Aside from PTSD, Chapman also suffers from traumatic brain injury, hearing loss, constant headaches and increasingly painful nerve damage.
"It's getting worse and the doctors are saying that the nerves (in my back) are settling and getting pinched," said Chapman. "When people ask about my pain level, I tell them it's an 8 to 10 on a daily basis.
"You wouldn't know it looking at me but after five years, what can you do? You can sit there and whine and moan and complain or you can deal with it and move on."
Some days, Chapman said, it feels as if the care he receives is making his problems worse. He feels it's difficult to get proper care, as many doctors are quick to prescribe medication to address his pain, instead of researching alternate methods to eliminate or reduce it.
"The VA has been giving me medicine that knocks me out for days," he said. "One Friday night, they gave me 300 milligrams of gabapentin and I couldn't figure out how to get out of my bedroom. I can't live like that."
Chapman said that one day his back pain was a 15 on a 1 to 10 scale and the doctor "told me to take the morphine through the weekend and to come back on Monday. You would think that would mean four, maybe five pills.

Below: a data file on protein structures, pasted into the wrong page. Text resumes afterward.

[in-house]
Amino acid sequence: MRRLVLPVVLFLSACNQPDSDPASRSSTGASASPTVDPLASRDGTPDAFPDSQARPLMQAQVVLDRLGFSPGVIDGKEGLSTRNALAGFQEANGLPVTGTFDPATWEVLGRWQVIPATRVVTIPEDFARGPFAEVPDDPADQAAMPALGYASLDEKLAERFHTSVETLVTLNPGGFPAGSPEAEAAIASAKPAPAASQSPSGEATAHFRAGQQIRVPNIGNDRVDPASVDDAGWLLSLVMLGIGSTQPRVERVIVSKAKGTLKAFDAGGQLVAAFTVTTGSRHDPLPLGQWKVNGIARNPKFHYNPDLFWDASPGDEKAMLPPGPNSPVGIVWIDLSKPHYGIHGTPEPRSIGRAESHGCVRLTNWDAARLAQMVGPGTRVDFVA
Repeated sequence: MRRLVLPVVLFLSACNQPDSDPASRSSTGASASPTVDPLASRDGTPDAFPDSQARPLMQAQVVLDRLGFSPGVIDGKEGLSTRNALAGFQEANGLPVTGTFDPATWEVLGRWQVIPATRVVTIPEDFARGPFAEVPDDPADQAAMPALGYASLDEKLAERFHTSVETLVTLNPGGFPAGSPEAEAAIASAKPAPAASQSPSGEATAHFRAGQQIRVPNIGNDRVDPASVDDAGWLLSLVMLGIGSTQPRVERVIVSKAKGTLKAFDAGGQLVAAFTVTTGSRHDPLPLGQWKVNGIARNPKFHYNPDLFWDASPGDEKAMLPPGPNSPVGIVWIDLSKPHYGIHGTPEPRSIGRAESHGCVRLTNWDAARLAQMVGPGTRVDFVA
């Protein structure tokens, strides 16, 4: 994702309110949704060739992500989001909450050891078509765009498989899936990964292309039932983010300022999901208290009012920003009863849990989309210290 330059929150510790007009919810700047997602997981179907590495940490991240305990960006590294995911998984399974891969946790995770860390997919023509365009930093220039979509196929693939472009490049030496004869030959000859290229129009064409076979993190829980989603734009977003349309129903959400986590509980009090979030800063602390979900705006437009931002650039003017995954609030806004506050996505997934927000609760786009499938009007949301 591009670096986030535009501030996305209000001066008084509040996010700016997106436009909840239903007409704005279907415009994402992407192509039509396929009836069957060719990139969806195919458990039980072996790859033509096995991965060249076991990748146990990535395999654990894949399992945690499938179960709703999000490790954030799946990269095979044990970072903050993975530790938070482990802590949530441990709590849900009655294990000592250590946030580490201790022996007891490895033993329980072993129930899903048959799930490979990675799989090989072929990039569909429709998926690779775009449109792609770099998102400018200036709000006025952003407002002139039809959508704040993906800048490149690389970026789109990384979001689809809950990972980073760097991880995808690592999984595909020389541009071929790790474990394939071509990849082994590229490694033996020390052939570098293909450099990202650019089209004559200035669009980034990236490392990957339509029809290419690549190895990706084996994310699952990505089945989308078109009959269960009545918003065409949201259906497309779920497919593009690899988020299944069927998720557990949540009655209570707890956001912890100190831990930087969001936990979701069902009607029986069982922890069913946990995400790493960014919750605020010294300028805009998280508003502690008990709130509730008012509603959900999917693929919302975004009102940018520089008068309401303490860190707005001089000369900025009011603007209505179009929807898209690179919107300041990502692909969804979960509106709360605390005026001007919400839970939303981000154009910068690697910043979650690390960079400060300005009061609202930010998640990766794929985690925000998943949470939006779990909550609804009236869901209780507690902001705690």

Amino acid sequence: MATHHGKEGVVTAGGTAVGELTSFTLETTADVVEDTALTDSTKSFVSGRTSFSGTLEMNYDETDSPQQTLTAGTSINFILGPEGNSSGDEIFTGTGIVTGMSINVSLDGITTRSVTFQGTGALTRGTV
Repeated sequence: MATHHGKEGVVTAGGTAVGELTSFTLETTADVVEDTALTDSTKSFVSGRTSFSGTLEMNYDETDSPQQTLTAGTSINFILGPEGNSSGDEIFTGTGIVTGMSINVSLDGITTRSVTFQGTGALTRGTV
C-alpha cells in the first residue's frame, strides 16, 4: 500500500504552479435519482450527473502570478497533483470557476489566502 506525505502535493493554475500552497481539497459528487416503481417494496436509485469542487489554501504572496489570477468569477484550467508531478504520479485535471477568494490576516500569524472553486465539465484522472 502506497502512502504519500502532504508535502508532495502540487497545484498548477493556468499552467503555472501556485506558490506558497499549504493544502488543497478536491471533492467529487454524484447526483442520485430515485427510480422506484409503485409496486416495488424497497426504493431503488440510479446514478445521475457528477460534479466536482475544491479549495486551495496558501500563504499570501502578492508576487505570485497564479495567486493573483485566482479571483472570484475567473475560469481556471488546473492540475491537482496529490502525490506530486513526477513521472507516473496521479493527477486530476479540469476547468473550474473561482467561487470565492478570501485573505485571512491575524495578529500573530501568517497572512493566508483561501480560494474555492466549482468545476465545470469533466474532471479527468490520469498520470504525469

" She gave me 30 15-milligram doses of morphine and told me to take one every 4 hours. I took one and I was out."
Chapman is hopeful that there will be some resolution to his physical pain short of surgery. In April 2012, the file containing the paperwork detailing his injuries weighed 15 pounds.
One aspect of his life that helps him cope with his PTSD and mobility issues caused by his injuries is his service dog. Justice is a 3-year-old black Labrador, and a near-constant companion to Chapman, at home and in the office.
"He's my battle buddy," Chapman said. "He's always got my back and is there for me unconditionally."
Chapman said there is one challenge associated with bringing Justice to work: keeping Justice's "social butterfly" tendencies under control. Chapman said Justice loves people and people like to lavish him with attention.
"I need to hold him to a higher standard because he is serving me," said Chapman. "He works for me."
While Justice provides him with constant assistance, Chapman said his greatest source of support is his family. Chapman said his wife, Lindsey, and their two daughters, Kayla and Jillian, are reminders of how fortunate he is.